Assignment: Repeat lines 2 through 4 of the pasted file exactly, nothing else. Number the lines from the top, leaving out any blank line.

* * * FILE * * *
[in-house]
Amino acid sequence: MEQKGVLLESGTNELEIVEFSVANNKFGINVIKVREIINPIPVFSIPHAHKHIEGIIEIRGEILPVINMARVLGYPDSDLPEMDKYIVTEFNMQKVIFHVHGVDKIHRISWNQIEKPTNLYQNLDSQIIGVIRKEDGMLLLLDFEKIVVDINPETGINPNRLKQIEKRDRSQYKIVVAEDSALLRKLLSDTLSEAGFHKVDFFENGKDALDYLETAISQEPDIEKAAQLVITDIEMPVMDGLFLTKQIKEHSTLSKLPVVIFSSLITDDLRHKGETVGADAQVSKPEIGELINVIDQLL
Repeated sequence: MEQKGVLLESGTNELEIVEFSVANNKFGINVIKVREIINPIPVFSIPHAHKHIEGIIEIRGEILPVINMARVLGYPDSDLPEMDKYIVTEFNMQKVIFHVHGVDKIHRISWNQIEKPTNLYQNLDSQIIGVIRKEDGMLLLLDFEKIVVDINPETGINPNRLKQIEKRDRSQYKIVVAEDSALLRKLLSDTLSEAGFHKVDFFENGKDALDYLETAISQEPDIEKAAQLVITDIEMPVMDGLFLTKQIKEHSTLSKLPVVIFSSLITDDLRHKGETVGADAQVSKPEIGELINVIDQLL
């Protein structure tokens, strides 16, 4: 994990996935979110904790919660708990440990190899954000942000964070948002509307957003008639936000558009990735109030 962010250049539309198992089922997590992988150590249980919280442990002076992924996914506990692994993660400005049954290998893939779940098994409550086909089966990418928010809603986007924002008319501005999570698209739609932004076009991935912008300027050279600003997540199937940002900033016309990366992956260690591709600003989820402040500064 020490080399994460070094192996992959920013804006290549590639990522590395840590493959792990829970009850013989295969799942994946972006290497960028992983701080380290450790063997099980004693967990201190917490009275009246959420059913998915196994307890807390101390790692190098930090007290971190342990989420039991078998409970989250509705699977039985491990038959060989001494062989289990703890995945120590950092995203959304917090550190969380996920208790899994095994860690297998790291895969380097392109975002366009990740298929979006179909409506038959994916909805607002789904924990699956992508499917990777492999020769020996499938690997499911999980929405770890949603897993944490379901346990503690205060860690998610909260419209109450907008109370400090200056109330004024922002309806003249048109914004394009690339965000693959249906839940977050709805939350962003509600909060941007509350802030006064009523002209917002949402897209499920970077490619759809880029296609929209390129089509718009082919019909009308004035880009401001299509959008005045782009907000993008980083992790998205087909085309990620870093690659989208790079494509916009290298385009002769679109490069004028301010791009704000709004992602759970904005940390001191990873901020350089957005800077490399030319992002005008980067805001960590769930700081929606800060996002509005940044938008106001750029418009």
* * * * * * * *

Amino acid sequence: MEQKGVLLESGTNELEIVEFSVANNKFGINVIKVREIINPIPVFSIPHAHKHIEGIIEIRGEILPVINMARVLGYPDSDLPEMDKYIVTEFNMQKVIFHVHGVDKIHRISWNQIEKPTNLYQNLDSQIIGVIRKEDGMLLLLDFEKIVVDINPETGINPNRLKQIEKRDRSQYKIVVAEDSALLRKLLSDTLSEAGFHKVDFFENGKDALDYLETAISQEPDIEKAAQLVITDIEMPVMDGLFLTKQIKEHSTLSKLPVVIFSSLITDDLRHKGETVGADAQVSKPEIGELINVIDQLL
Repeated sequence: MEQKGVLLESGTNELEIVEFSVANNKFGINVIKVREIINPIPVFSIPHAHKHIEGIIEIRGEILPVINMARVLGYPDSDLPEMDKYIVTEFNMQKVIFHVHGVDKIHRISWNQIEKPTNLYQNLDSQIIGVIRKEDGMLLLLDFEKIVVDINPETGINPNRLKQIEKRDRSQYKIVVAEDSALLRKLLSDTLSEAGFHKVDFFENGKDALDYLETAISQEPDIEKAAQLVITDIEMPVMDGLFLTKQIKEHSTLSKLPVVIFSSLITDDLRHKGETVGADAQVSKPEIGELINVIDQLL
């Protein structure tokens, strides 16, 4: 994990996935979110904790919660708990440990190899954000942000964070948002509307957003008639936000558009990735109030 962010250049539309198992089922997590992988150590249980919280442990002076992924996914506990692994993660400005049954290998893939779940098994409550086909089966990418928010809603986007924002008319501005999570698209739609932004076009991935912008300027050279600003997540199937940002900033016309990366992956260690591709600003989820402040500064 020490080399994460070094192996992959920013804006290549590639990522590395840590493959792990829970009850013989295969799942994946972006290497960028992983701080380290450790063997099980004693967990201190917490009275009246959420059913998915196994307890807390101390790692190098930090007290971190342990989420039991078998409970989250509705699977039985491990038959060989001494062989289990703890995945120590950092995203959304917090550190969380996920208790899994095994860690297998790291895969380097392109975002366009990740298929979006179909409506038959994916909805607002789904924990699956992508499917990777492999020769020996499938690997499911999980929405770890949603897993944490379901346990503690205060860690998610909260419209109450907008109370400090200056109330004024922002309806003249048109914004394009690339965000693959249906839940977050709805939350962003509600909060941007509350802030006064009523002209917002949402897209499920970077490619759809880029296609929209390129089509718009082919019909009308004035880009401001299509959008005045782009907000993008980083992790998205087909085309990620870093690659989208790079494509916009290298385009002769679109490069004028301010791009704000709004992602759970904005940390001191990873901020350089957005800077490399030319992002005008980067805001960590769930700081929606800060996002509005940044938008106001750029418009």